EDIT to add: I forgot to mention one of the funniest parts of the show: right as the island started to shake, San Diego experienced a small tremor, an aftershock from the Easter earthquake. It was as if the forces of TV wanted us to have extra verisimilitude in our viewing experience! ;)
retsuko: (spork!)
Just when I am short on funds, the completed series of MTV's Daria is released on DVD. Daria, like The X-Files and Star Trek: The Next Generation, was one of the few geeky bright spots during my high school years. (Jezebel has a wonderful write-up on it here, along with a requisite, poorly recorded YouTube clip.) I was never as sarcastic as Daria, and I couldn't master her almost emotionless facade, but I was so happy to find a kindred spirit on the airwaves that I didn't care. Her high school was filled with stereotypes that I encountered on a fairly regular basis in my own school experience (particularly the brainless cheerleaders and jocks, who would try to get me to do their work during science labs) and her running commentary on the situations she was faced with were nothing short of brilliant. Given that my own mental running commentary could never be spoken aloud (to speak aloud in a bad situation was to be noticed, something I desperately wanted to avoid), watching Daria do it was a thing of beauty. I was lucky that like Daria, I had several great friends who made it bearable. My Jane Lane's were just as geeky as I was, and there was great comfort in being able to talk to them about anything and everything. But Daria was like the friend I didn't have, and seeing her on TV was just as comforting as my real life friends. Somewhere out there, I thought, there is someone who writes and thinks like me, too, and I will meet them one day. High school may be receding in the rear-view mirror of "Thank God that's over" but my fondness for this series will not.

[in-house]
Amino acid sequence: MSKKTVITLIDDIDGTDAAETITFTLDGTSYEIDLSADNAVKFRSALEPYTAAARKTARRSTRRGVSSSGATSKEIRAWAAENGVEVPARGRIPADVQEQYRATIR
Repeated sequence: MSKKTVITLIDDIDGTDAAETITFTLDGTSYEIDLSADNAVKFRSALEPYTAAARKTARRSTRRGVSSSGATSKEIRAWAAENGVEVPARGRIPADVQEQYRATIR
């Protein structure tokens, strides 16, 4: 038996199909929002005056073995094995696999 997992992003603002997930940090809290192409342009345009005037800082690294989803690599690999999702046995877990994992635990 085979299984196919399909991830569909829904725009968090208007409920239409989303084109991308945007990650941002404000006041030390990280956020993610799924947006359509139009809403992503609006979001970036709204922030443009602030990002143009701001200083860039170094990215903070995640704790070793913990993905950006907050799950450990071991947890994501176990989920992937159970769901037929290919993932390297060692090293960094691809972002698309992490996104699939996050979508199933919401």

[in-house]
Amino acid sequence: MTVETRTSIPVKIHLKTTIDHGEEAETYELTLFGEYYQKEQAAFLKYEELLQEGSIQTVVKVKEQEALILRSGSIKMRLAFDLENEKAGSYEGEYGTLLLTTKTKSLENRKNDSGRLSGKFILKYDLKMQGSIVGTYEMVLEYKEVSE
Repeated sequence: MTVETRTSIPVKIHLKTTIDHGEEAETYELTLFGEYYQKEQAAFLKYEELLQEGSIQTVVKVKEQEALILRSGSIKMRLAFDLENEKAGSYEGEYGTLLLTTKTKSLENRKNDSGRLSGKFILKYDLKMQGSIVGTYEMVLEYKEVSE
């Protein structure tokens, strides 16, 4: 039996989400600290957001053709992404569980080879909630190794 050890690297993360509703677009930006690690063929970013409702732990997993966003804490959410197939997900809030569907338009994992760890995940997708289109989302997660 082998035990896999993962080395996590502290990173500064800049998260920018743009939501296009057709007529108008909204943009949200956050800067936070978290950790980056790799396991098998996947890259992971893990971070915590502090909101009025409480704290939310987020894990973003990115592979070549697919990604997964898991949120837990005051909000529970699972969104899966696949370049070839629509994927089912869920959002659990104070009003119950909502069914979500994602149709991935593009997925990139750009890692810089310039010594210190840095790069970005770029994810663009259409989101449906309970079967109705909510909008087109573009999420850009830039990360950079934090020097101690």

Speaking of geeky goodness, last night's "Lost" was... odd. A hugely mythological origin story, but riddled with confusing non-answers and strange associations. I wanted to like it, because there were a lot of interesting details and a ton of Biblical references. But, mostly, I kept thinking of the writers' insistence at Comic Con several years ago that there was a scientific explanation for everything involved with/happening on the Island. Last night's episode was not scientific in the slightest, and proves that this comment was made before they knew how the series would end. I don't begrudge them not knowing their end game, but this sort of thing sets up weird expectations for me. Anyway, we're down to just two episodes (is it two or one?) before the finale, so I sincerely hope that as many loose ends as possible get tied up before the end.